One usually tends to lament that the Indian securities regulator, SEBI, has been unsuccessful yet in its prosecution of insider trading cases. Several high profile cases were initiated by SEBI only to be overturned by the appellate authorities. This tends to be on account of the fact that insider trading cases are difficult to prove.
A new case initiated by the Securities and Exchange Commission (SEC) in the US highlights some of these difficulties even in that regime (which has a treasure trove of judicial precedents in insider trading cases). The Deal Professor has an interesting take on the action:
“The S.E.C. complaint alleges that Mr. Cuban learned about a planned PIPE (private investment in public equity) offering by Mamma.com, in which he was the largest individual shareholder with 600,000 shares. PIPE deals are a sure-fire sign that a company’s finances are in bad shape, and the market’s response to such transactions is almost always negative.
According to the commission, although Mr. Cuban was told that the information was confidential, he sold all his shares to avoid the hit they were sure to take after the announcement of the PIPE deal. The “loss avoided” is estimated at $750,000 — a pittance to someone like Mr. Cuban, who made his money by selling Broadcast.com to Yahoo for $1 billion.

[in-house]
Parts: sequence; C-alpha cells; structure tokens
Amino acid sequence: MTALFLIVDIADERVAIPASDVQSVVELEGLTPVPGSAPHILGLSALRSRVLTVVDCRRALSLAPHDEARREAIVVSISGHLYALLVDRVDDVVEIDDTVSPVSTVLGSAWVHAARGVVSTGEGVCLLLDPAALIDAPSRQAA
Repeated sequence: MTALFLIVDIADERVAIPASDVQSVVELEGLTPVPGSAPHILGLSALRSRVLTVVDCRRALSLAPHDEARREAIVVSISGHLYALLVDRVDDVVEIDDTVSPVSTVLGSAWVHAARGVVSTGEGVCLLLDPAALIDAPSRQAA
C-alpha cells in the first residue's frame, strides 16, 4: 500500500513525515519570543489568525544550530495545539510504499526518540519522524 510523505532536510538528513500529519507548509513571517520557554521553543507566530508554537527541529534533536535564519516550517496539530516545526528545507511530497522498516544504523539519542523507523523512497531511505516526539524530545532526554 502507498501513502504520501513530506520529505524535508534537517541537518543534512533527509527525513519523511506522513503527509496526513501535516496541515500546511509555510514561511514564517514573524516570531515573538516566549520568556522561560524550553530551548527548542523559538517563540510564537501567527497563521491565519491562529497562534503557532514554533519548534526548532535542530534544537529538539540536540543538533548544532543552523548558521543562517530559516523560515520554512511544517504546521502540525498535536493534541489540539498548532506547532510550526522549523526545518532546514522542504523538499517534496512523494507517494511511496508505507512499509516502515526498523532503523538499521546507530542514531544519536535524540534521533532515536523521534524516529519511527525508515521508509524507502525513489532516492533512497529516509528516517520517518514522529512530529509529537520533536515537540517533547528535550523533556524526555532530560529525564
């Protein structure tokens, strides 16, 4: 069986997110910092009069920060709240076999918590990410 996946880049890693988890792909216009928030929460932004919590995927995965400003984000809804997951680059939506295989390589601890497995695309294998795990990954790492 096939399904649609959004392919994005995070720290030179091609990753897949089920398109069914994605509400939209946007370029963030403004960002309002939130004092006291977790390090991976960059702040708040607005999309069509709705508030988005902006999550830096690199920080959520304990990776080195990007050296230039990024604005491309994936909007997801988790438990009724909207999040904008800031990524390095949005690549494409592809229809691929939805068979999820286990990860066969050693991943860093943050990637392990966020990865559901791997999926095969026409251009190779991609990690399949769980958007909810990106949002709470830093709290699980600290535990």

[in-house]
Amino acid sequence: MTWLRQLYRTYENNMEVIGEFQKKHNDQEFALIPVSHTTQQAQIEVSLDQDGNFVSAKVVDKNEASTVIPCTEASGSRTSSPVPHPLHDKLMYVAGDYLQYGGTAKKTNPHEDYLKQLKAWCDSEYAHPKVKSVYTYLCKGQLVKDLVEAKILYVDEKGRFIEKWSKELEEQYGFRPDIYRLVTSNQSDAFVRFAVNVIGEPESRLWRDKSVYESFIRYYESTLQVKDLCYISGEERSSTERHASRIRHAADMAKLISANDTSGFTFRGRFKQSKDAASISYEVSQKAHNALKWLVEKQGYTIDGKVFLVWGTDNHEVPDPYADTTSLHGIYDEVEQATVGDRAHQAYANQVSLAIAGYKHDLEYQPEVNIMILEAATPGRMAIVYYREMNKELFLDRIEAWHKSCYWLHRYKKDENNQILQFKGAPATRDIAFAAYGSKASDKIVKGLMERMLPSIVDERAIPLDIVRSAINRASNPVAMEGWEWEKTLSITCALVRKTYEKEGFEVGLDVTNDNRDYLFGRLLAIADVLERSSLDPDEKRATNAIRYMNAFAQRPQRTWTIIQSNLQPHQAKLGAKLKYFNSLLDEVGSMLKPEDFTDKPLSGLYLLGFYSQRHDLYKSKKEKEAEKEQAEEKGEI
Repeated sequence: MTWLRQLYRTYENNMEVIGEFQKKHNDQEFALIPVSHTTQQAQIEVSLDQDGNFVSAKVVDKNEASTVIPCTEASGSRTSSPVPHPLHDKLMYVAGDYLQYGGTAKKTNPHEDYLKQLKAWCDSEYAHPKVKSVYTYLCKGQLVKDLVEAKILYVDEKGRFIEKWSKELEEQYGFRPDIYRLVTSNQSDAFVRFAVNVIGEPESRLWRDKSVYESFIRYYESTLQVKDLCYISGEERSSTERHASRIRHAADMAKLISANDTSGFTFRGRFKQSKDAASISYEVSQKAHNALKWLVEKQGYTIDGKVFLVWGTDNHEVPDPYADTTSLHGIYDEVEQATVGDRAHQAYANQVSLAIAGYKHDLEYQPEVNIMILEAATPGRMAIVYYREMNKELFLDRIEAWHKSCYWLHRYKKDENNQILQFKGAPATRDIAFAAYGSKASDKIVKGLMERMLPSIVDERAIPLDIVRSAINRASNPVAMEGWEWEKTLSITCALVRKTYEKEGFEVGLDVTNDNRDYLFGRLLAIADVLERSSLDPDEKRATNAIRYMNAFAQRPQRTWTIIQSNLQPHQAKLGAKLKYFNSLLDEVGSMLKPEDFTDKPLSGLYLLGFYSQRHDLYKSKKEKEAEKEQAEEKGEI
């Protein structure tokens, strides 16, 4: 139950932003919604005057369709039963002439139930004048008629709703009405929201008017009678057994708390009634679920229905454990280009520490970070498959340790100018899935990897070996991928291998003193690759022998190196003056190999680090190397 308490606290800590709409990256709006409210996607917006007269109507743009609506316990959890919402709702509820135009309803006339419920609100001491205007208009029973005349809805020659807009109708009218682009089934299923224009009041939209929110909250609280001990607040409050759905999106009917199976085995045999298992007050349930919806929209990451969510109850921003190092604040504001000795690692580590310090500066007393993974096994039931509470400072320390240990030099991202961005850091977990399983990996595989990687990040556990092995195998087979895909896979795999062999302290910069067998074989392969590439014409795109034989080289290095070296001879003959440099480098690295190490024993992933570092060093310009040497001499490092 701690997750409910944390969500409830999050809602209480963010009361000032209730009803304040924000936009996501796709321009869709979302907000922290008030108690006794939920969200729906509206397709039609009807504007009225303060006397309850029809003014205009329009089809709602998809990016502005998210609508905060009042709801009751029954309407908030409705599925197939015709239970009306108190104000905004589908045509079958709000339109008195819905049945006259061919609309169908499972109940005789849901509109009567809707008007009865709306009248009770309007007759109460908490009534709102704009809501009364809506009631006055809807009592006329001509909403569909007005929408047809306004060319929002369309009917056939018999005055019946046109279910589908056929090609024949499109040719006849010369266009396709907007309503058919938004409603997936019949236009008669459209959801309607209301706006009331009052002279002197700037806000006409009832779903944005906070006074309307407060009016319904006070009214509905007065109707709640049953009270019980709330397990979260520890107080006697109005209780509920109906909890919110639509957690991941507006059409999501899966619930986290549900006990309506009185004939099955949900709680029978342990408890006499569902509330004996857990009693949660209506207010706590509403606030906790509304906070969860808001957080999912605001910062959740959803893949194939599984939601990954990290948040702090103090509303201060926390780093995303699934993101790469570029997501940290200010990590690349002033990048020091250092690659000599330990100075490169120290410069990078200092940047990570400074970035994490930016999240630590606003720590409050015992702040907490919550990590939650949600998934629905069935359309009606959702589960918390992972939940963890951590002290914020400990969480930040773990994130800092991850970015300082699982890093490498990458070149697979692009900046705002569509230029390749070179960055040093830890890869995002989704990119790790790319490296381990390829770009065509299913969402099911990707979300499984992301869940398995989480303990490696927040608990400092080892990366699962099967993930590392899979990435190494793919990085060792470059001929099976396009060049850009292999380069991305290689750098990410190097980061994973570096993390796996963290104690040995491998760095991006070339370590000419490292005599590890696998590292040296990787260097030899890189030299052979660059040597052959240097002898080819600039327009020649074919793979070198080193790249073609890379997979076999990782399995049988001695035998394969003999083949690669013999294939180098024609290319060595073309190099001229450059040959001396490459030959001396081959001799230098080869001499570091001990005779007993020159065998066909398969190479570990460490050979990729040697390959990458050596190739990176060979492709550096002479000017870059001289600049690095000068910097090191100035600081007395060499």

Mr. Cuban’s Mamma.com sale occurred in June 2004, more than four years ago. What took so long to bring the case? News reports indicate that the S.E.C. did not learn of the transaction until early 2007, so the case was already old before it got started. No criminal charges have been filed. Indeed, criminal charges can often slow down a securities case because the prosecutors need to conduct their own investigation.”
Aside from the insider trading issue, the report also questions whether securities regulators ought to be focusing on more pressing matters rather than pursuing dated insider trading actions:
“The S.E.C. needs to establish its presence as the market policeman, there to protect investors. Yet in recent years the commission, whether by choice or legal restriction, allowed wide swaths of the market to go largely unregulated. The courts rejected the S.E.C.’s assertion of authority to regulate hedge funds. The commission let Wall Street firms increase their leverage and employ their own internal risk assessment models, allowing them to invest heavily in mortgage-backed securities and other real estate investment vehicles. That decision allowed companies like Lehman to put themselves at risk when the housing market cratered. There was no cop within a hundred miles of that decision.
So the commission decides to pick a fight with Mark Cuban in a case that may not be all that easy to win. The typical insider trading case involves someone with a fiduciary responsibility to a company, such as an officer, employee or outside adviser, who trades in the shares. Mr. Cuban was an investor in Mamma.com, and its management sought to interest him in the PIPE deal, which did not make him very happy. But owning shares in a company does not make one a fiduciary, and there are no restrictions on the right to sell one’s shares.”